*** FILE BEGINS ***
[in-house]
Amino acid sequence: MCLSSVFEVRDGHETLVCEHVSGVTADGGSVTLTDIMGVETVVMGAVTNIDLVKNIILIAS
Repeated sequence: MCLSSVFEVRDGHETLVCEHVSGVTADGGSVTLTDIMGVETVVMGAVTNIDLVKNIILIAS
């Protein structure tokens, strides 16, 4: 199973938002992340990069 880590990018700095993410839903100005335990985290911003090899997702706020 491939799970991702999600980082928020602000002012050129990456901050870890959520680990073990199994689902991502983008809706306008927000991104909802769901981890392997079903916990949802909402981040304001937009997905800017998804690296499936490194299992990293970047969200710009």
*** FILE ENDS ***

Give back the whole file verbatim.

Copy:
[in-house]
Amino acid sequence: MCLSSVFEVRDGHETLVCEHVSGVTADGGSVTLTDIMGVETVVMGAVTNIDLVKNIILIAS
Repeated sequence: MCLSSVFEVRDGHETLVCEHVSGVTADGGSVTLTDIMGVETVVMGAVTNIDLVKNIILIAS
């Protein structure tokens, strides 16, 4: 199973938002992340990069 880590990018700095993410839903100005335990985290911003090899997702706020 491939799970991702999600980082928020602000002012050129990456901050870890959520680990073990199994689902991502983008809706306008927000991104909802769901981890392997079903916990949802909402981040304001937009997905800017998804690296499936490194299992990293970047969200710009």